Now, thanks to Martin Hall Agency, I have the opportunity to work with real clients. Martin Hall Agency is a class here at West Virginia University that helps students get a better idea of what working in an agency will be like, by providing students the opportunity to work with real clients.  I am creating logos, branding plans, print advertisements and many other design-related content that is going out into the world. I get to build my portfolio with not just conceptual work, but with work that is being provided to a company. I am so excited to continue showcasing my work through this class and building my portfolio to prepare for graduation.

By: Autumn Elliot

            Today, we are living in a generation where a person’s gender matters more than it should. Each person faces obstacles while entering the job force, especially women. Founder and EDC of agency Red&Co, Mira Kaddoura discusses why the ad world needs more female founders, “According to Fast Company, nearly half of women dream of starting their own business but only 12 percent think it’s even possible, and an even smaller smidgen actually do it” (Kaddoura, 2018). Women need to have the resources and confidence to believe they can succeed in the agency world.

            Growing up, my mom stayed at home and my dad worked full-time. I didn’t think much of this, except it was my routine. Eventually as I began to grow up and learn all that the world truly has to offer, I knew I wanted to do something more. As a young female planning to soon enter the agency world, I am destined for obstacles. The agency industry is slowly evolving. Some agencies are beginning to give new mothers paid time off and equal pay as their male colleagues. If more women begin to take charge and open their own agencies, we can perpetuate these changes.

            I have always been inspired by female leaders such as Oprah Winfrey, J.K. Rowling and Michelle Obama who have each faced obstacles along their career journey but persevered. Worn is a strategy and design agency in New York City that helps brands build with a female perspective. Worn stood out to me because they are a team of women who have not let the obstacles of the agency world slow them down. The team is “100% committed to women’s success” by moving their way up to working with well-known clients like Colgate, Revlon and Planned Parenthood. (Worn, 2019).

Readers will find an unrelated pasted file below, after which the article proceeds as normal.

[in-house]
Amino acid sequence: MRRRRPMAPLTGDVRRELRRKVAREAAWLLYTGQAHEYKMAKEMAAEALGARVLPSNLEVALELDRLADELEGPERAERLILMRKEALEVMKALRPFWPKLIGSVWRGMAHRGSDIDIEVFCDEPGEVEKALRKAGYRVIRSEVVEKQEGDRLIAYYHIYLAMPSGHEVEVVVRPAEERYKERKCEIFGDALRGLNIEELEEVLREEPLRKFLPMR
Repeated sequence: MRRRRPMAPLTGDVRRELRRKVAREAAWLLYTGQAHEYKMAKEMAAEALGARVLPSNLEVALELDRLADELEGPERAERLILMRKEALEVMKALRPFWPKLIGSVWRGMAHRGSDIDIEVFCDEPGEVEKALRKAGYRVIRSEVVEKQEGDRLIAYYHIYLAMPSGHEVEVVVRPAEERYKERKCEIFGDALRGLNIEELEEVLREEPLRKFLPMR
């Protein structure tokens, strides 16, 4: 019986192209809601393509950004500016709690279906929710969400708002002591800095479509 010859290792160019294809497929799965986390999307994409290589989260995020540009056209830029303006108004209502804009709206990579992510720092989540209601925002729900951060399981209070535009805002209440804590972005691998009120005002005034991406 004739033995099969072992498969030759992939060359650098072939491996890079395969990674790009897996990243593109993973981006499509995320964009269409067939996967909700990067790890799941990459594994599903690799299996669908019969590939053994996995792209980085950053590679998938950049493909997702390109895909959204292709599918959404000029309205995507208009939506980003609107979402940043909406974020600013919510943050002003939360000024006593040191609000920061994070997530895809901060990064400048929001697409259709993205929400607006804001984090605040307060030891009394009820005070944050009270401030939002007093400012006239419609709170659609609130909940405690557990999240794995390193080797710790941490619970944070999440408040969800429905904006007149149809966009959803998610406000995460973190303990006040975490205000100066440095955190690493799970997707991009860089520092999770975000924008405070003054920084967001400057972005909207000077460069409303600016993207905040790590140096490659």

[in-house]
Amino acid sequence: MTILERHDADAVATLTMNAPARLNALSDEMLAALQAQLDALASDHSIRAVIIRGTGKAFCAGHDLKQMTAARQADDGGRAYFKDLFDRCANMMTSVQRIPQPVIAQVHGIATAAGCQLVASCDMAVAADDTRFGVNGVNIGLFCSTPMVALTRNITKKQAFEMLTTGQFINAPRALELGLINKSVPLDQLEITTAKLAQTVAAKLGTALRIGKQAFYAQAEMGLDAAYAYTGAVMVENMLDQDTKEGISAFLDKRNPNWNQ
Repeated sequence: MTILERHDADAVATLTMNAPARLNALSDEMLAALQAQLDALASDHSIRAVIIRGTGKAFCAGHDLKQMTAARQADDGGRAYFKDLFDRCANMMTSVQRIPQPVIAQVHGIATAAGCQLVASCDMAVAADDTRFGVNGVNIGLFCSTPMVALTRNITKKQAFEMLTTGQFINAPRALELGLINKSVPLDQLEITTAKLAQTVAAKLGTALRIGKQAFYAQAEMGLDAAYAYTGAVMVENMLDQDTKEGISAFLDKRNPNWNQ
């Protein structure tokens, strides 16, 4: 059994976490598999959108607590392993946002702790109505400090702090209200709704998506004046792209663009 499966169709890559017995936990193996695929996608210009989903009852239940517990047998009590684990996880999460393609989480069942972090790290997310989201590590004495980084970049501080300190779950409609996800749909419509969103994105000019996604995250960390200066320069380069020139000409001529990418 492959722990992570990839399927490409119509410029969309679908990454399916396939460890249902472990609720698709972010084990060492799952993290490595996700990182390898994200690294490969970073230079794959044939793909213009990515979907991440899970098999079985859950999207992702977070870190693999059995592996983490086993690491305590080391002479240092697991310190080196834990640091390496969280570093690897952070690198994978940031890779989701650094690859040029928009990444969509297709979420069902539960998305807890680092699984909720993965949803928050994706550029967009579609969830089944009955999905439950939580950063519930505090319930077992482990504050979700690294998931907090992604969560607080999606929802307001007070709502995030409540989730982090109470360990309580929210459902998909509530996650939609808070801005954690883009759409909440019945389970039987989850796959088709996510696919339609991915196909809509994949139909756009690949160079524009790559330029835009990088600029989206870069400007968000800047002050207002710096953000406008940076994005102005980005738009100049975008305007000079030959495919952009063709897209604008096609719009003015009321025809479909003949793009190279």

It is important to know the value of your colleagues’ and your worth in the advertising industry. Every human has something different to offer. A Forbes article recognizes the issues surrounding patriarchal run companies’ states, “Male-dominant creative agencies are missing a huge opportunity.” (Dockendorf, 2019). A key part of creative strategy is being able to think from the viewer’s perspective. Viewers are not going to be all male, female, black, white or any other simply defined demographic. One of the benefits of female leaders provide is said best in an AdAge article stating, “Female leaders tend to prioritize hiring people from a variety of colors, ethnicities and backgrounds, including working moms, nerds and introverts.” (Kaddoura, 2018). We are a society of mixed races and mixed culture, and creative agencies need to think diversely for their potential audience. Industry expert Taja Dockendorf points out common, damaging stereotypes about women being “catty” and “not-supportive” of each other in the workplace. Contrarily, men are known for being hardworking.

            Furthermore, the agency world is taking small steps towards working more females in the agency world. With agencies like Worn, Red&Co and Pulp+Wire, there are women leaving their footprint and taking a stand. To make a difference, not only females need to take a stand, but males must make an effort to include more women and their perspectives. “It’s time to call out brands for their role in changing the status quo – and getting the unconventional thinking they so desperately crave,” Kaddoura points out, signaling ways to seeing positive changes in the industry. Agencies who have been brave in their position to be different in the industry are entitled to more recognition because these are the agencies that are going in the right direction for the future of advertising. In my opinion, these are the agencies that will have greater longstanding success due to positively evolving within the modern world. I hope to be a productive advocate and addition to the industry in supporting more integration of women into higher roles.

By: Johnny Kleissas

In today’s world, we see professional sports teams trying to reach their target audience and expand their audience through social media. Social media and professional sports go hand-in-hand. Athletes realize by branding themselves on social media showcasing their personality off the field, it leads to followers, endorsements and more money. The NBA (National Basketball Association) has been about all star players not teams for a while and it’s worked for them. It is something that the NFL (National Football League) has tried to emulate and it has worked for them, not so much their teams. The NBA markets their fans to certain players, not teams such as LeBron James, Stephen Curry, and Kevin Durant. NBA fans are loyal to these players not so much the franchises they play for anymore, and the NBA takes full advantage of that from a marketing perspective.